W3C home > Mailing lists > Public > public-ws-addressing@w3.org > March 2005

Re: Minutes of the Web Services Addressing / TAG joint meeting

From: Mark Nottingham <mark.nottingham@bea.com>
Date: Mon, 7 Mar 2005 09:50:01 -0800
Message-Id: <36fe4fc79ebdf2f55e7973b3d0d8d7e7@bea.com>
Cc: "www-tag@w3.org" <www-tag@w3.org>, "noah_mendelsohn@us.ibm.com" <noah_mendelsohn@us.ibm.com>, Mark Baker <distobj@acm.org>, "public-ws-addressing@w3.org" <public-ws-addressing@w3.org>
To: Rich Salz <rsalz@datapower.com>

RFC2617 allows a limited form of integrity protection on both requests 
and responses; see sections 3.2.2 and 3.2.3, especially with regard to 
the calculation of A2. While it's true that HTTP Digest authentication 
doesn't provide for integrity protection on HTTP headers (it's very 
messy), the Request-URI isn't a header, it's in the Request-Line.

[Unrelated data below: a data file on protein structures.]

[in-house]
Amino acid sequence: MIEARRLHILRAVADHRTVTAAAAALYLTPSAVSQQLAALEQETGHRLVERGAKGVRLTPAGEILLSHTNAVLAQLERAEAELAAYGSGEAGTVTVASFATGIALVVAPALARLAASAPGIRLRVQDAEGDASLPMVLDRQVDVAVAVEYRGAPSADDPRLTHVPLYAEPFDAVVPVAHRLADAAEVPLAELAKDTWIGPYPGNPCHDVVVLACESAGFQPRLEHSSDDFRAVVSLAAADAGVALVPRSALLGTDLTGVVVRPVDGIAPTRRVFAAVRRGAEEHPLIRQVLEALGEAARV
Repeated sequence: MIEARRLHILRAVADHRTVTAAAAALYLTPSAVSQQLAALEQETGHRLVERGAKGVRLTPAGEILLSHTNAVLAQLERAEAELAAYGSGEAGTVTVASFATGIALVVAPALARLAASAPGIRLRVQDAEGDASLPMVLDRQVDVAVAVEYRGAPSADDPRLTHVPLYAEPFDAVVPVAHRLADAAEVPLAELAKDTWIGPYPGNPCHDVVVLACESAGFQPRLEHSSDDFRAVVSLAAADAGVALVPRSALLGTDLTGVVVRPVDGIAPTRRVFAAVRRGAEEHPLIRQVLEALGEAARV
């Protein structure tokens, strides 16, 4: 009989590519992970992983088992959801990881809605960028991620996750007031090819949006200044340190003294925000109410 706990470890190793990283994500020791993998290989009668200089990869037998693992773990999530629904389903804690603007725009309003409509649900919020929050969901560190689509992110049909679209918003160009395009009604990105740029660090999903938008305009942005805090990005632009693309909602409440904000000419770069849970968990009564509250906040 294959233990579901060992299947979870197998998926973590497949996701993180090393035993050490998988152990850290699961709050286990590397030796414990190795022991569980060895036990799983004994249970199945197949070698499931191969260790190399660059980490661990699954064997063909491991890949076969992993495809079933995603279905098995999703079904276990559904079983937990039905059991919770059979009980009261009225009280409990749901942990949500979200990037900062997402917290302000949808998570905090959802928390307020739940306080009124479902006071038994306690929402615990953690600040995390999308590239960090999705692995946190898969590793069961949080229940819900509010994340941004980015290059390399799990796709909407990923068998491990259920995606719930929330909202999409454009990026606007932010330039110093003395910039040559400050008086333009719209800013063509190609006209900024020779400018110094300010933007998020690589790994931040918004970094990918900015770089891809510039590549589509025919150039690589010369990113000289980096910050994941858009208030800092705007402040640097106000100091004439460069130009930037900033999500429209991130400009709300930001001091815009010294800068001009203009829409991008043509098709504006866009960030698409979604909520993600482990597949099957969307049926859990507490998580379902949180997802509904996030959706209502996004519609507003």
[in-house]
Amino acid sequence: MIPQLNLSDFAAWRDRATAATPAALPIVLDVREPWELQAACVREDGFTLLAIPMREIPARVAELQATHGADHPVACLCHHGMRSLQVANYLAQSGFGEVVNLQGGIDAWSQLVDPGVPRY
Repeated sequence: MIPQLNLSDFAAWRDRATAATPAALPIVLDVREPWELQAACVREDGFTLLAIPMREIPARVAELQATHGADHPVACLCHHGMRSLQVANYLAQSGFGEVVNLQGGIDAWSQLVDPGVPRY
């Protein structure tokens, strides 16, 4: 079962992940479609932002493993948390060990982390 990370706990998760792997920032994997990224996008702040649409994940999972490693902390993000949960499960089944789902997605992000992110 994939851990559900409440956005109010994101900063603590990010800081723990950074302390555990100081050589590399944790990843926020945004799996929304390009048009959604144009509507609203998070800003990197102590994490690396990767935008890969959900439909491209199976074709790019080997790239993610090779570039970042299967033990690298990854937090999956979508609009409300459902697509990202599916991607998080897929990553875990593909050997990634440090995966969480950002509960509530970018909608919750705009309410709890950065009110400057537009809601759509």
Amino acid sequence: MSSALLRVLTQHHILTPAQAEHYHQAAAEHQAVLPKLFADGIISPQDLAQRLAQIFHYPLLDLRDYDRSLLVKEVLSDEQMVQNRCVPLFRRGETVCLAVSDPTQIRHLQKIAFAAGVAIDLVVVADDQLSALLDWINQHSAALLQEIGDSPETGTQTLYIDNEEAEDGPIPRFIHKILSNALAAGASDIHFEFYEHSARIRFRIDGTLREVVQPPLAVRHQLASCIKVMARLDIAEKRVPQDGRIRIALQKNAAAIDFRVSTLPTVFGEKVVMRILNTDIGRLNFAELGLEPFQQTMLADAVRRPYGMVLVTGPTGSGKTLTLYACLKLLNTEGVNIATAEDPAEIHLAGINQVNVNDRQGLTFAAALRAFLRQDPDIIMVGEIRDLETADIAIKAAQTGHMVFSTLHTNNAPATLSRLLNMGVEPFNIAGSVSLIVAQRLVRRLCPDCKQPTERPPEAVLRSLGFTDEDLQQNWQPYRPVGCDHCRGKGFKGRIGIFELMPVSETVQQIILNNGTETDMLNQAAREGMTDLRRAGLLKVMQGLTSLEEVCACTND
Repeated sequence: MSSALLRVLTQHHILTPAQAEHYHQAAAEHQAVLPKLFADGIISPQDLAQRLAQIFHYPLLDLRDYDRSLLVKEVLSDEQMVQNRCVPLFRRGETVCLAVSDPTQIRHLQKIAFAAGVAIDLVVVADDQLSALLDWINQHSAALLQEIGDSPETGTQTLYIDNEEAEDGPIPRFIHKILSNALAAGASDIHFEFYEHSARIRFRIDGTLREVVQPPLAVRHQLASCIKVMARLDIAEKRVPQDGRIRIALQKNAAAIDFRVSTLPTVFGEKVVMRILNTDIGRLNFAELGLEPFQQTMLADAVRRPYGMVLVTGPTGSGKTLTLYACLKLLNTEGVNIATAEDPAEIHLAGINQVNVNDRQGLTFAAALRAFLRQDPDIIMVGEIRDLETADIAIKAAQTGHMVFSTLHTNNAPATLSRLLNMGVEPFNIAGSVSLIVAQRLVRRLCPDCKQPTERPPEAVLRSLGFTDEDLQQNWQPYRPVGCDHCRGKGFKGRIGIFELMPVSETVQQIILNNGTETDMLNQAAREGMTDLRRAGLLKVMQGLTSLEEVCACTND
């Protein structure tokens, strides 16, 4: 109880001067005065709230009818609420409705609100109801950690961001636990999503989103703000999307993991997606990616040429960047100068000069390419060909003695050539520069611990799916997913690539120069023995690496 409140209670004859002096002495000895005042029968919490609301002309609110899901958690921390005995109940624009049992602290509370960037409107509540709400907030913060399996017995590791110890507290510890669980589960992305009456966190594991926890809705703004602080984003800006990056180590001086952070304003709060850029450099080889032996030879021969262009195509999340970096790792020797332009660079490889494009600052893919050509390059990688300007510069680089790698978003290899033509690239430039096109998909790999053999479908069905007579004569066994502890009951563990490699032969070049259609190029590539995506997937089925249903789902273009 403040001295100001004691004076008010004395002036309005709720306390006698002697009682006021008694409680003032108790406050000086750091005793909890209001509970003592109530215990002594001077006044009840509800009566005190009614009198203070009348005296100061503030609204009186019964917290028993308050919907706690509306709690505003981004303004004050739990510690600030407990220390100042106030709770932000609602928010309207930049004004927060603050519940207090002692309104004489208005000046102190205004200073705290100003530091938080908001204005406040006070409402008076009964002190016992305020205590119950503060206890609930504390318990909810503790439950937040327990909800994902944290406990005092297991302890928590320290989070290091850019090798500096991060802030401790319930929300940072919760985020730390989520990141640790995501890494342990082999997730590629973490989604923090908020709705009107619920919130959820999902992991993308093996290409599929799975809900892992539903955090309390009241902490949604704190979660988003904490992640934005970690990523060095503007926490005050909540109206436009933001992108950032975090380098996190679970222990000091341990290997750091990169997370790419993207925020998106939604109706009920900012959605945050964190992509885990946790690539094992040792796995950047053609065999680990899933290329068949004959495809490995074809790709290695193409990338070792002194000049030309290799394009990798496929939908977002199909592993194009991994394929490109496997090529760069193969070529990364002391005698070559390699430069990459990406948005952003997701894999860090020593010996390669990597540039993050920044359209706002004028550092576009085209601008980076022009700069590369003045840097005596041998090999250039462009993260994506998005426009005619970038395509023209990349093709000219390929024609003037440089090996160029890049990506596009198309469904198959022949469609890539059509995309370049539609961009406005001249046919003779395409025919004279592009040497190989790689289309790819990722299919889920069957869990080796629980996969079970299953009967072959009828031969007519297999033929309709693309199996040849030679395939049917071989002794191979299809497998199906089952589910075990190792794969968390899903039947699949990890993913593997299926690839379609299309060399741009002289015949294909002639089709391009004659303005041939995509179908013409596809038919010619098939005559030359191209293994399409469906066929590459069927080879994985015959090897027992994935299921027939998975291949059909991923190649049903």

That said, I'm not aware of any implementations that support this. 
Anybody else?

Also, SSL and TLS provide security for both HTTP headers and all of the 
request line EXCEPT for the hostname and port.


On Mar 4, 2005, at 7:46 AM, Rich Salz wrote:

>> "underlying" protocol such as HTTP.  Duplication has serious 
>> downsides,
>> but also some advantages, and may be a reasonable compromise in some
>> cases, perhaps this one.
> There is no way to get end-to-end security on HTTP headers.  Put 
> another
> way, while I can sign a wsa:To element, there is no way (at least not
> standard way; there might be a private shcme I don't know about)
> to sign the URL in the POST command.
> 	/r$
> -- 
> Rich Salz                  Chief Security Architect
> DataPower Technology       http://www.datapower.com
> XS40 XML Security Gateway  http://www.datapower.com/products/xs40.html

Mark Nottingham   Principal Technologist
Office of the CTO   BEA Systems
Received on Monday, 7 March 2005 17:50:33 UTC

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